My taste receptors aren't very good so "subtle" food is completely beyond me. The louder the better.

- J

geonuc
2008-Oct-22, 11:09 AM
Don - post a photo of a mature chile, when the time comes. Your description of 'small red bell peppers' calls to mind the habanero, maybe the related scotch bonnet. Both are quite hot, although the heat level varies considerably, depending on variety.

Although I'm sure the chiles are hot, there's a good chance you can purchase hotter ones at the grocery store. It's very likely I grow much hotter ones in my garden - the Red Savina habanero (see my recent photo post in the the foodie thread, if you've a mind). Breeding efforts have advanced the Scoville level of chiles significantly, so this 'core pepper' is probably behind the times, genetically speaking.

But still a worthy plant. I'd grow the seeds if I had some. I'd really love to get ahold of a noka jolokia plant, currently the leader of the pack, heatwise.

I admit it. I have a hot chile addiction. :sad:

Whirlpool
2008-Oct-22, 11:37 AM
I am a Fan of Hot Peppers. Whatever kind of peppers it is , small or big , red or green. But I don't eat it alone , usually Asian Dishes has them , it gives "spice" to the food that makes you want to eat more . :p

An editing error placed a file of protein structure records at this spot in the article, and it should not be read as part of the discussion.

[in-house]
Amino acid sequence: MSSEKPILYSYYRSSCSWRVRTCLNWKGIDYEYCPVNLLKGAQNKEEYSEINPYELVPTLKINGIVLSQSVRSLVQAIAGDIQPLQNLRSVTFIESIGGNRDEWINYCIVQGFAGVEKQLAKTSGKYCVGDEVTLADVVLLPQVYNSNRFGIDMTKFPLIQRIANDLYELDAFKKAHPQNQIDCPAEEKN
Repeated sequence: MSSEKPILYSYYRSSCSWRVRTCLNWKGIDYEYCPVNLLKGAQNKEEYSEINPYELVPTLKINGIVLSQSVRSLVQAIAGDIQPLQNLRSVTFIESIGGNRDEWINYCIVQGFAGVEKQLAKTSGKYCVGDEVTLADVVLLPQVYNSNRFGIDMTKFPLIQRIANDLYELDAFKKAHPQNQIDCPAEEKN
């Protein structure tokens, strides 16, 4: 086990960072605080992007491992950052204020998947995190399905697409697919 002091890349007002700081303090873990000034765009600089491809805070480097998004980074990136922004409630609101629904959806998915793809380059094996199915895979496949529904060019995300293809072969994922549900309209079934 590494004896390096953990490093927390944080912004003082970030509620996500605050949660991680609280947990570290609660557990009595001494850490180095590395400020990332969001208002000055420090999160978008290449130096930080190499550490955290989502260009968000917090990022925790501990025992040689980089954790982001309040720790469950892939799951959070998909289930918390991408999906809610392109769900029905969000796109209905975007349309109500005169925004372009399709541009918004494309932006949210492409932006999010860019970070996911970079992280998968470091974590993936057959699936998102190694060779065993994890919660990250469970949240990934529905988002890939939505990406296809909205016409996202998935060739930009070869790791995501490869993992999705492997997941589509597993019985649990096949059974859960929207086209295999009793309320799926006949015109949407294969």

LotusExcelle
2008-Oct-22, 11:42 AM
Heat is good but around here people seem to think heat is flavor. You could have the hottest thing on the planet but if it doesn't taste good - what is the point? I used to work at Xerox - and every few months we'd have a kind of lab party thing. Basically everyone would bring a dish to pass etc etc. This one tech made the hottest dirty rice I've ever had but it tasted so good you couldn't stop eating it. I don't think he ever revealed what pepper(s) he put in... but ever since then I've had a penchant for heat with flavor.

As an example my fiancée and I frequent a local Indian restaurant. (rated best in the city for this year but we've been going there since we met)

I order xacutti always - and always tell them to make it really, really hot. It is. It makes my face turn bright red. but the FLAVOR is so amazing I don't care if my mouth is being welded together. Okay now I'm drooling.

Whirlpool
2008-Oct-22, 11:54 AM
Yep , Heat adds Flavor to the food .

:p

mahesh
2008-Oct-22, 12:15 PM
...This is going to rock when these thing mature.
Curious to know the details, like Lotus...salivatin' at the thought...

There was an 'event' here, recently, B D, involving a chef! He was enthusiastic to 'taste' this chilli he was shown. well, he ate it. fine. but later that same evening, he became an ex-chef....a la Monty Python. i'll see if i find that reportage. wasn't even thirty...i don't think..

on a personal note: i have always thought, that my family's penchant for chillies is acute.
in that, that one specific degree of intensity is applicable to them, the remaining 359 may apply to the rest of the universe.
i keep away from that stuff, though. hot 'daze' are over for me.

Neverfly
2008-Oct-22, 12:25 PM
I don't eat food that's loaded with capsiacin.

That's why the plant put it there. To stave off being eaten.


If I was meant to shoot fire, I'd be a dragon. (And surely the flames would be designed to shoot out the proper end...)

LotusExcelle
2008-Oct-22, 12:37 PM
I have a comical story involving capsaicin. It is not safe for the forum though... but use your imagination. Just... kids... wash it off your hands thoroughly.